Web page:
The adaptation of this space as a garden is due to the program initiated by Philip II to transform the old pens and gardens - in this place was until then a "pigsty" - in a succession of classic gardens imprisoned between its walls, articulated Around two ponds: one superior, the Pond of Mercury, and another lower, which is this Garden of Flowers, decorated today with remains of tiles from the sixteenth century. Between the two ponds there is a system of landscaped spaces that were graciously described by Cosme de Medici during his visit in the 17th century as small and reduced gardens.
Despite its classic appearance, with elements such as the niche that houses the bust of Emperor Charles V, the place retains the Muslim influence in the layout of the garden in four sectors or in the very presence of citrus: 174 orange and lemon trees had to be planted in the sixteenth century to set the garden. The bitter orange trees regularly pruned that today inhabit the flower beds, form a vegetal vault that allows the growth of more ephemeral crops like the eye-catching flowers of the Mexican marigold.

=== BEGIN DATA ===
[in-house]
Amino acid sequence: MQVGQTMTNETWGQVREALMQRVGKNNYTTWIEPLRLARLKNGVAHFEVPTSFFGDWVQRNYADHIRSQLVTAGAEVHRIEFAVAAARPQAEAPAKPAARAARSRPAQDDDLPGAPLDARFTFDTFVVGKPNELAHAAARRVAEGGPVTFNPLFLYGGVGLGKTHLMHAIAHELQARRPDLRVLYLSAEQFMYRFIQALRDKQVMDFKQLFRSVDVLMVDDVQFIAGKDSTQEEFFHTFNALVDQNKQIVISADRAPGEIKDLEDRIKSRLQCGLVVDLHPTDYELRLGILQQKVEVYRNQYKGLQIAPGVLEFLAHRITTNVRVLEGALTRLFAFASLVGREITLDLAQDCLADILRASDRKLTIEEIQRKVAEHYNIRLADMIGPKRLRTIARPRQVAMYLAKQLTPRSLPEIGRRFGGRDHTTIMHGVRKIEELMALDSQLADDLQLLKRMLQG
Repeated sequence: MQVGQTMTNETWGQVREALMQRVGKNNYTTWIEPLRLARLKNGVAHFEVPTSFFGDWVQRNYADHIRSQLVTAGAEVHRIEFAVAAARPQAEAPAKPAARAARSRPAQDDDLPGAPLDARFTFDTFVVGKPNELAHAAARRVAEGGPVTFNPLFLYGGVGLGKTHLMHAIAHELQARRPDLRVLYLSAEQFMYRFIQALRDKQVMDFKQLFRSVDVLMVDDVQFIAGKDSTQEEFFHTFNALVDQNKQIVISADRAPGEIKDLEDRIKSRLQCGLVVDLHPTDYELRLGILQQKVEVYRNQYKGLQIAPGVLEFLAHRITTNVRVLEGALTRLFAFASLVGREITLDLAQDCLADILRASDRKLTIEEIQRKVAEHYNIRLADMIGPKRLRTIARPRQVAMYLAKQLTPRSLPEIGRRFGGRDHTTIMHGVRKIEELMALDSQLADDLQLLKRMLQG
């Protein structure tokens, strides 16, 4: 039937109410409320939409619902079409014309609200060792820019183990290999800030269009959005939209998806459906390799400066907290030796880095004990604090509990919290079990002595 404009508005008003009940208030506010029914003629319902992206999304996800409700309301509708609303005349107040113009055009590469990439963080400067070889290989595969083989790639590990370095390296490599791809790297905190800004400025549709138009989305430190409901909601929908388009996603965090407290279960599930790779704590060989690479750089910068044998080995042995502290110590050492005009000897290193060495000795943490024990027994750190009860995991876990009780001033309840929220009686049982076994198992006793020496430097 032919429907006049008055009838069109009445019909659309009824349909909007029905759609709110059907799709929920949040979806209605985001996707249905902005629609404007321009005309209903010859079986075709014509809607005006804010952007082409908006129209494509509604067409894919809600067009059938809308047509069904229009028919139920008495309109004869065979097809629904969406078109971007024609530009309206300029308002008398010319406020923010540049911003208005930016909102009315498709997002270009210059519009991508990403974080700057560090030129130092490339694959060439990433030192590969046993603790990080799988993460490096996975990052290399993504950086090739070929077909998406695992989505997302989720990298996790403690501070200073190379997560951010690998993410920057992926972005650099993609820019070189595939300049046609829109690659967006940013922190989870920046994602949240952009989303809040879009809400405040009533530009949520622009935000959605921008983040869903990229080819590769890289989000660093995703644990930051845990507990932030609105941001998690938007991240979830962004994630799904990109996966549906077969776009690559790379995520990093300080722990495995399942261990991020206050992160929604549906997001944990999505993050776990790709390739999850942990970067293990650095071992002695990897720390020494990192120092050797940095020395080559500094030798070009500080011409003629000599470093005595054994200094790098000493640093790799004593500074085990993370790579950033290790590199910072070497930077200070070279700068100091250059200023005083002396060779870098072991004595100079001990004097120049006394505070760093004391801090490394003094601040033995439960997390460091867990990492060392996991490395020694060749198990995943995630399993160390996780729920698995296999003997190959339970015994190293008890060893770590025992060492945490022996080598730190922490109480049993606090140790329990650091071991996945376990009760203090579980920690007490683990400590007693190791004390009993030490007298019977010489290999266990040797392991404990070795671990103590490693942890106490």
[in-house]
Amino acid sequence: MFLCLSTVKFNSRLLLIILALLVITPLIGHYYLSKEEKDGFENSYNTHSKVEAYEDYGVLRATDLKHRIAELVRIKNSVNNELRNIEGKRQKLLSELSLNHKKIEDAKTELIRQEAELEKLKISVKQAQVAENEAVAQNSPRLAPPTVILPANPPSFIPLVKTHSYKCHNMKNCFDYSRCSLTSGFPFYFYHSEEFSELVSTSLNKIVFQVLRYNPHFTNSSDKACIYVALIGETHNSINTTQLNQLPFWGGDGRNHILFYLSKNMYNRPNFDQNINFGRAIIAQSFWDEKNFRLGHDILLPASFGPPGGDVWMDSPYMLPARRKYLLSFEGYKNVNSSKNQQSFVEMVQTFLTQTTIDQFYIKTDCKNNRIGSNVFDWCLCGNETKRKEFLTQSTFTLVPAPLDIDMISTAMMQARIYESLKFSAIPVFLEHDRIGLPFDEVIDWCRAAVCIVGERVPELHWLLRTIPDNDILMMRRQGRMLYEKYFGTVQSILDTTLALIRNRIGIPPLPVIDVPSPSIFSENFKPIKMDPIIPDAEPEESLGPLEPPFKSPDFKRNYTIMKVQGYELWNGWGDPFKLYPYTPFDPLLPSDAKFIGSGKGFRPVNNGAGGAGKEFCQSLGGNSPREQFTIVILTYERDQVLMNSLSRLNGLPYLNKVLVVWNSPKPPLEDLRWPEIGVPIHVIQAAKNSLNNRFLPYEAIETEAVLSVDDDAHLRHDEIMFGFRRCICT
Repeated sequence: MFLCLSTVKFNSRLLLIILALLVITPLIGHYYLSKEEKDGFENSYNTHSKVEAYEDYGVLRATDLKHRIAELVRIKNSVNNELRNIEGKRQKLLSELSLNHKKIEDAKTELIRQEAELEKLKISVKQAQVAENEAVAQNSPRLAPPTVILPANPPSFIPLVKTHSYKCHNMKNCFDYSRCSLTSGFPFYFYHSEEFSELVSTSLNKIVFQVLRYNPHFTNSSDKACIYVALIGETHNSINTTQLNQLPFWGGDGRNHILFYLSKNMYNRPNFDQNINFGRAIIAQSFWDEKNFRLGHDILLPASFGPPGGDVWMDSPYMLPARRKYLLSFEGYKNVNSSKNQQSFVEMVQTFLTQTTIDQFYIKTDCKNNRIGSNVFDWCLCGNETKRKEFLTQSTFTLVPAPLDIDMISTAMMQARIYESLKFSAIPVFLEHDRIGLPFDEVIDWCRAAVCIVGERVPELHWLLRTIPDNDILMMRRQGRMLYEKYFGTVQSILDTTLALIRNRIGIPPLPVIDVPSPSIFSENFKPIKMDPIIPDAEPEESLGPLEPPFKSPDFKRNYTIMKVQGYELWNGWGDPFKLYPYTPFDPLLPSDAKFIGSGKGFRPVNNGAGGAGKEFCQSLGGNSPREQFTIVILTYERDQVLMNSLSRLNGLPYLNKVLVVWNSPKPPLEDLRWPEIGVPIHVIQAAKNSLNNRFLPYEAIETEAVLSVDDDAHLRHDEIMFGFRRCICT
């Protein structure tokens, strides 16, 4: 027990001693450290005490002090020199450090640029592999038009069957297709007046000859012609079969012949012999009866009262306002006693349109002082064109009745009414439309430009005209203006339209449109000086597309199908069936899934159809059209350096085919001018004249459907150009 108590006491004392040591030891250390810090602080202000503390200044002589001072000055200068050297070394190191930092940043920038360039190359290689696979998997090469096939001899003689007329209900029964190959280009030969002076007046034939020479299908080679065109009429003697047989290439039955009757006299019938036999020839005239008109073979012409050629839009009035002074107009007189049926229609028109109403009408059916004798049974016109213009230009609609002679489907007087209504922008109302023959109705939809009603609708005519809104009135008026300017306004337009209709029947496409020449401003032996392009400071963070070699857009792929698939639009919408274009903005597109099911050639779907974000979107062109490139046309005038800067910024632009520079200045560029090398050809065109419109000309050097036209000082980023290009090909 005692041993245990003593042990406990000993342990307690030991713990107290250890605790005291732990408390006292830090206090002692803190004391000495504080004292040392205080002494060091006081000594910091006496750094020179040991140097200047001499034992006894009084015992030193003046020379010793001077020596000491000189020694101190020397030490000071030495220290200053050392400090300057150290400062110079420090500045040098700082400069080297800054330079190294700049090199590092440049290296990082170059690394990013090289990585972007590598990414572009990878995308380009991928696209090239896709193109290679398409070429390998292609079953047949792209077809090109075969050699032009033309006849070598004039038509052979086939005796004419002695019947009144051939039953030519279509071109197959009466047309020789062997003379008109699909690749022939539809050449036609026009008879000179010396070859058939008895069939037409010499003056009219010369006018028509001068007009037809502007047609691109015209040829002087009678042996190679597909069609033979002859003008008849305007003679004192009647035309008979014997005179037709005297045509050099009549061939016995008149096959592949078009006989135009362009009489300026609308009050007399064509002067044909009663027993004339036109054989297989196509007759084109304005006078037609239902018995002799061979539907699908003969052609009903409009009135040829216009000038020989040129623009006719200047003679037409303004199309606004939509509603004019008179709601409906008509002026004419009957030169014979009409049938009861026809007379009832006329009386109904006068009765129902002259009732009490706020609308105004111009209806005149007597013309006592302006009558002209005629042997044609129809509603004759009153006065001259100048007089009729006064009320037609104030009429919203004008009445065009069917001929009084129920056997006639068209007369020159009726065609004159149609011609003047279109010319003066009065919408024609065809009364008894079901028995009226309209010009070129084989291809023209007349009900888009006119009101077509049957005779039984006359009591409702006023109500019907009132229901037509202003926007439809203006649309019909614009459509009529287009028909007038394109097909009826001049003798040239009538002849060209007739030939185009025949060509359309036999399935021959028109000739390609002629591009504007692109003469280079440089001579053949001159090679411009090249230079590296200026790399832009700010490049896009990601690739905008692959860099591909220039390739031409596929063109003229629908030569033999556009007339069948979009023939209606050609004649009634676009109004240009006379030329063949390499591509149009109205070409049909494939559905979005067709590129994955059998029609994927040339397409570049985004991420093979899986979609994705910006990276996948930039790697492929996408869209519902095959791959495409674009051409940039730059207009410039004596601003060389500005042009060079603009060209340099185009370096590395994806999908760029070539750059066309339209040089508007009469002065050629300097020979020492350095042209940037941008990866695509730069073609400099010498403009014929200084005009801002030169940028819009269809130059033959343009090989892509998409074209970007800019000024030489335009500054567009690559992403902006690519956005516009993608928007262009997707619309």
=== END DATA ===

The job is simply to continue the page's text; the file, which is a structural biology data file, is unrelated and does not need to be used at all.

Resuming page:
The flowers were admired by the king who commissioned most of the Renaissance works of the Alcázar, the monarch of the House of Austria Felipe II: nevertheless, was known "the anthophilous king", the lover of flowers. It is no coincidence that under the protection of this king the first treatise in Spanish on ornamental flora was developed in 1592, the Agriculture of Gardens by Gregorio de los Ríos. Possibly, it is also the first in all of Europe on the design of gardens.